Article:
I’m using an m1 Mac mini and i can easily create patches in excess of 30 modules, and in some of those patches I’m using two MindMeld MixMasters, an 8 channel one for my drum bus and a 16 channel one for my main mix with the Aux and Eq expanders on each. I am set to 48kHz sample rate, a buffer size of 64 and set to use 1 thread. Our single core performance is pretty similar 1714 on my M1 Mac min and 1754 on your M1 Max MacBook Pro. How many and what type of modules are you using to get to 90% of a single thread I have created some pretty big patches and yet to go over about 60% cpu usage. Also what is your buffer size in the audio output module set to.

That is quite a low buffer size. I generally run at 256 for example.

But I did see your other thread where you said as you reduced buffer size, CPU usage actually went down rather than up which sounds a bit odd…

It would be interesting to see if you get any better ‘real world’ performance (rather than just looking at the CPU meters) by changing to say 256.

I don’t know what my real world performance would be , I could try adding as many modules as I can with a buffer size of 256 and see if the same thing happened when I then lower the buffer size, but I cannot see the point in wasting time doing that . I run out of ideas in a patch before I reach any problem with the number of modules I can use with the buffer set at 64. Their is also another reason I use a low buffer size, I incorporate my Elektron analog keys into most of my patches so keeping the latency down is important to me.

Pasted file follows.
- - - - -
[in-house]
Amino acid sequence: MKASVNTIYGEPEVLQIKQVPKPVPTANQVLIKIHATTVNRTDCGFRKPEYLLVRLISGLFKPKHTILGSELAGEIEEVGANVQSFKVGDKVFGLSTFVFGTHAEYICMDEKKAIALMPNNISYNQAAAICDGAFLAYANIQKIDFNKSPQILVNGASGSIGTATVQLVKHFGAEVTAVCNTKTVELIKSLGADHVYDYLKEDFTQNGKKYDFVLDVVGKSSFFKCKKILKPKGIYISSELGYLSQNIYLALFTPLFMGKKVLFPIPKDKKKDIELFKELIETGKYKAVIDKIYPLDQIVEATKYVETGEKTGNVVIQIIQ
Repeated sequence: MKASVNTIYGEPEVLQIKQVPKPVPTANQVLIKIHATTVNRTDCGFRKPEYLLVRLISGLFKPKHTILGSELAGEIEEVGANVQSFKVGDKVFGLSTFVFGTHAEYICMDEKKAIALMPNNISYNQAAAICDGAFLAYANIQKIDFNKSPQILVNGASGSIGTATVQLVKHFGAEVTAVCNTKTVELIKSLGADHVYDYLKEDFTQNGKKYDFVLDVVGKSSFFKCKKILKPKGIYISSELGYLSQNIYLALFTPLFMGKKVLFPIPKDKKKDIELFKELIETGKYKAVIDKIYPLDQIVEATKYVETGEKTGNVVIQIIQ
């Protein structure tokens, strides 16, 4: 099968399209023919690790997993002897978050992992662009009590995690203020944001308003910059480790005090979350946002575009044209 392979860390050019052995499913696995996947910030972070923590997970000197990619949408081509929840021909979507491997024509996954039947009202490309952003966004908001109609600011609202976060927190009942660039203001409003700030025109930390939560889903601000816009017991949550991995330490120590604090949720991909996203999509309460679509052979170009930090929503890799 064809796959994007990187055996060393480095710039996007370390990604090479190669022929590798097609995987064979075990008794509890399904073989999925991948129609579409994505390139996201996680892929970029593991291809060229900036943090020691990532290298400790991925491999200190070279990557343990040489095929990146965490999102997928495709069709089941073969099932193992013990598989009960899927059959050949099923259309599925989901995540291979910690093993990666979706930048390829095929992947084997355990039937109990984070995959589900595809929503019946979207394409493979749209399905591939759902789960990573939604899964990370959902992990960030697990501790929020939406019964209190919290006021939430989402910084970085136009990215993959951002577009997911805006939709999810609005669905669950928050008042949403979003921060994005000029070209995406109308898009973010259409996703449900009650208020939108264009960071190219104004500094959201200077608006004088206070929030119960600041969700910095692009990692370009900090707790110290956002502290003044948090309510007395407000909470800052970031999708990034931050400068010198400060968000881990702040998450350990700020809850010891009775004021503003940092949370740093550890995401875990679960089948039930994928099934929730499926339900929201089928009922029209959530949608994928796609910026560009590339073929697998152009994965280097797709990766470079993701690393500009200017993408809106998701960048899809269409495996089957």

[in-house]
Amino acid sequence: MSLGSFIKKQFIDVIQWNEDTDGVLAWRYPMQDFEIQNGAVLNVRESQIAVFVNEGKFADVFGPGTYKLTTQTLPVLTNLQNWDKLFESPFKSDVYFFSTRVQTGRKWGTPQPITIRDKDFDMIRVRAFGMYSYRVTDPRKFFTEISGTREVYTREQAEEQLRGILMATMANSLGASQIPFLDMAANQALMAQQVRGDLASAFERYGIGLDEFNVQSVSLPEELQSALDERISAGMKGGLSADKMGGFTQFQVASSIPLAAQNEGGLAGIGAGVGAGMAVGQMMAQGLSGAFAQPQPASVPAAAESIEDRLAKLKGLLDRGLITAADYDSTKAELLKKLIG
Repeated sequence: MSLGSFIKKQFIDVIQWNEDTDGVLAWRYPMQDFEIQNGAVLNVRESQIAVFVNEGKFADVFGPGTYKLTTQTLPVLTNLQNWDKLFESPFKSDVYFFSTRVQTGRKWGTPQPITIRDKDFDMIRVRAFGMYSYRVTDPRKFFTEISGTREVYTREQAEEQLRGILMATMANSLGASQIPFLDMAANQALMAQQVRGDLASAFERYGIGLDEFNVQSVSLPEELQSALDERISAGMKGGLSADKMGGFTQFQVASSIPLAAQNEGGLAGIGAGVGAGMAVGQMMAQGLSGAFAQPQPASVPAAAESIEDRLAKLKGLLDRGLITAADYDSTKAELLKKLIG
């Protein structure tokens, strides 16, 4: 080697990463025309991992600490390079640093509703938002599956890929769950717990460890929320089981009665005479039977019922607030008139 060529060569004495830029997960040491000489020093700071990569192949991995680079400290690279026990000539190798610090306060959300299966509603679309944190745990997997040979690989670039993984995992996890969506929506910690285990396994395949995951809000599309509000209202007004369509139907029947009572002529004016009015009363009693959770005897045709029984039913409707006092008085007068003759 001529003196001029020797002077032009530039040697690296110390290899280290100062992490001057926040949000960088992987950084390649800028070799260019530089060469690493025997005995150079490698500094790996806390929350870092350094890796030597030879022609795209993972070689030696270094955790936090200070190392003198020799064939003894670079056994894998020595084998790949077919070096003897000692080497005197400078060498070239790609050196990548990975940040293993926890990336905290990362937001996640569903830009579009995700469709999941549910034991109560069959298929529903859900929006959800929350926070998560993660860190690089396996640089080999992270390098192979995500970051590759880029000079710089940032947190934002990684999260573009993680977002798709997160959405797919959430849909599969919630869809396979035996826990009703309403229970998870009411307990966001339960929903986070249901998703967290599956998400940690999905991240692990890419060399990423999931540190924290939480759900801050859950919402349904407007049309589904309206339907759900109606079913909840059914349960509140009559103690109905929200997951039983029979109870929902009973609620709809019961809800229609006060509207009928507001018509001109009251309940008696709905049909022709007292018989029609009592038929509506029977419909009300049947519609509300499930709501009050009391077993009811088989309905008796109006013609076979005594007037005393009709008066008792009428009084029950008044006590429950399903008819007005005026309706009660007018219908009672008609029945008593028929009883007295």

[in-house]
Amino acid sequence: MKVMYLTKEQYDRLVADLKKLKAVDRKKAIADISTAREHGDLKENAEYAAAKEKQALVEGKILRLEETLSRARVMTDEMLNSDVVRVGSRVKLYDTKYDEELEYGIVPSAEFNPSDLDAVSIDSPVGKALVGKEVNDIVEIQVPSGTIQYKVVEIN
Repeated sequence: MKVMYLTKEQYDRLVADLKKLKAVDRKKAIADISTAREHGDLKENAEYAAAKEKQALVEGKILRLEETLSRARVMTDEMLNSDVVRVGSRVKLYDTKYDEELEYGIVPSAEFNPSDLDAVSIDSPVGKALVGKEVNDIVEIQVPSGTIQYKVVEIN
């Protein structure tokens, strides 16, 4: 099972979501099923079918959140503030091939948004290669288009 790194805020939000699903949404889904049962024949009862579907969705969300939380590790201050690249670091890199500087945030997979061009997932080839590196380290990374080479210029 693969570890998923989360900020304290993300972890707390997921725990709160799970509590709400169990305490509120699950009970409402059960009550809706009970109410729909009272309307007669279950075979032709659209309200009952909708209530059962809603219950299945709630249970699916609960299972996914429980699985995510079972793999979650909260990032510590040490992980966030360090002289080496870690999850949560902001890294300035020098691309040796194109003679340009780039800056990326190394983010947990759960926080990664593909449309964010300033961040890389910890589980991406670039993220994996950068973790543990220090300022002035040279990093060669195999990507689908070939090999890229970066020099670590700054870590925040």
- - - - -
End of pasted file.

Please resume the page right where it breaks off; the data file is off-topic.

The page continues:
This is when running clean, without other processes running. I tend to favour some of the heavier modules, like @modlfo Vult filters and distortion. I’m working in quad as well, which means quite a few channels of polyphony and many utility modules as soon as patches grow beyond a few sources. I’ve gotten quite good at optimizing patches for low CPU usage, but needing more than one thread is a situation I’m commonly running into.

Seems a shame to be limited from using all the other cores available in these chips.

While it’s running under Rosetta2 there is little anyone can do, and an M1 native build is not likely until all libs Rack depends on are native as well… Plus that will add another 3rd of support burden to go from 3 to 4 supported platforms. More likely to happen by the time Apple no longer supports anything with an Intel chip inside, as then it is not another platform to support. So you sadly fall between a rock and hard place. I would put a vote for an M1 built into an email to support at vcv. I guess if enough of us add our vote it may add some urgency to get a native build rather sooner than later…

Just a stupid idea that probably won’t work but if you have the pro version of VCV rack it might be possible to have another instance of VCV rack running as a plug in host thus, as far I understand it, running on another thread. I haven’t tried this as my patches are not that big but it might be worth investigating.

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That is an intriguing idea. Unless there is some M1 architecture constraint that gets in the way, I think you should be able to set the block size quite low to get extremely low latency.